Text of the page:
In other words, because the current efforts to widen dual citizenship are done in an effort to maintain the ethnic Lithuanian hegemony over the state, means of widening the citizenship to increase the likelihood of non-ethnic Lithuanians’ gaining dual citizenship seem to find less favor in the halls of power.

    So whether your specific family is ethnically Lithuanian or not, because pulling the clock back to 1918 would dilute the concentration of ethnic Lithuanians in the pool of eligible dual citizens, your chances seem slim for the forseeable future.

    That’s how I read the pressure for changing the dual citizenship law when I try to read between the lines.

  6. Thanks a lot, I appreciate the detailed reply.

    My family I suppose, fits into the crypto-racist category you speak of.

    Something is not so clear to me though: I thought from the articles I have read that the extension of dual citizenship that is in debate, surrounds the topic of pulling the clock back to include pre-1940 immigrants.

    Is this not the actual issue in question?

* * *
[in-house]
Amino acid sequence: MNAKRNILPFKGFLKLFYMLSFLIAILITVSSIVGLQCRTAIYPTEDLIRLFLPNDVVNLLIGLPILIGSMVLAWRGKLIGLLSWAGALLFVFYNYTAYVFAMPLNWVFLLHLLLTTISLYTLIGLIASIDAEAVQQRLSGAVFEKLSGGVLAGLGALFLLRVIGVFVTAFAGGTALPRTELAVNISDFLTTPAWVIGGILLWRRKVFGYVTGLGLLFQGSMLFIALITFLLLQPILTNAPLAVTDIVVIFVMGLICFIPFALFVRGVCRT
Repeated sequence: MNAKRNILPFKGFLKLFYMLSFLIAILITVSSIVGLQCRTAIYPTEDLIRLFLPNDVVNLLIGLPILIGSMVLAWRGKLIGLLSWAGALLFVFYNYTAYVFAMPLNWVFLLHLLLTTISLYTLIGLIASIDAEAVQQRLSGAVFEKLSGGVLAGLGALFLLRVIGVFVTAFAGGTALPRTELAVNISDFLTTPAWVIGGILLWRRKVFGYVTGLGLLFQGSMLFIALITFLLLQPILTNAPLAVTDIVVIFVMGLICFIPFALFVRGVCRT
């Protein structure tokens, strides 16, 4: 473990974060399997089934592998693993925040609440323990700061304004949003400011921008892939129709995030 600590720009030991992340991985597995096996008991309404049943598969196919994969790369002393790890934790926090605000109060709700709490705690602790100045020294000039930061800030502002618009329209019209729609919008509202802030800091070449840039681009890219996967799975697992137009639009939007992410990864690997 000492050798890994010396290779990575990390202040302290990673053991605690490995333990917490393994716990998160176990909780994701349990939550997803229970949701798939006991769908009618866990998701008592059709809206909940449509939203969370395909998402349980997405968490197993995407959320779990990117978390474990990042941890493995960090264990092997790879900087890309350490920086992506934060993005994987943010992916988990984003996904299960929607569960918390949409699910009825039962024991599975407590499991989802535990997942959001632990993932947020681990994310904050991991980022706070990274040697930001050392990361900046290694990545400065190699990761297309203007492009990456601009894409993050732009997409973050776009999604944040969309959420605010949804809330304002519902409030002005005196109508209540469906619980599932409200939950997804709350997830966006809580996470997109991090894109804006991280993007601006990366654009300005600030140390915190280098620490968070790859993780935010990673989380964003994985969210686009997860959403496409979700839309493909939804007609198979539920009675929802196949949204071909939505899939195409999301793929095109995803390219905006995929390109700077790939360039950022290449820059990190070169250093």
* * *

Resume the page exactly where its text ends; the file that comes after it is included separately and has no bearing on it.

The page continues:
Hope this is not one of those frustrating questions already answered somewhere…

    Thanks
    Bronwyn

  7. Hmmmmm, just to clarify my previous entry, …It was on another site , linked through from this site that I got the impression pre-1940 immigrants are being considered for inclusion re: dual citizenship.

    Have you caught wind that this possibility is under consideration at all?

    Or is it actually the post 1990 immigrants that are mainly being considered for inclusion at this point in the political debate?

    Thanks again
    Bronwyn

  8. OK, I think this is confusion I’ve started. *I* *personally* *wish* that the clock would be pulled back, but, from what I can recall, I’ve not read anything suggesting that, at least for dual citizenship. Of course, as you know, the clock has already been pulled back for single citizenship.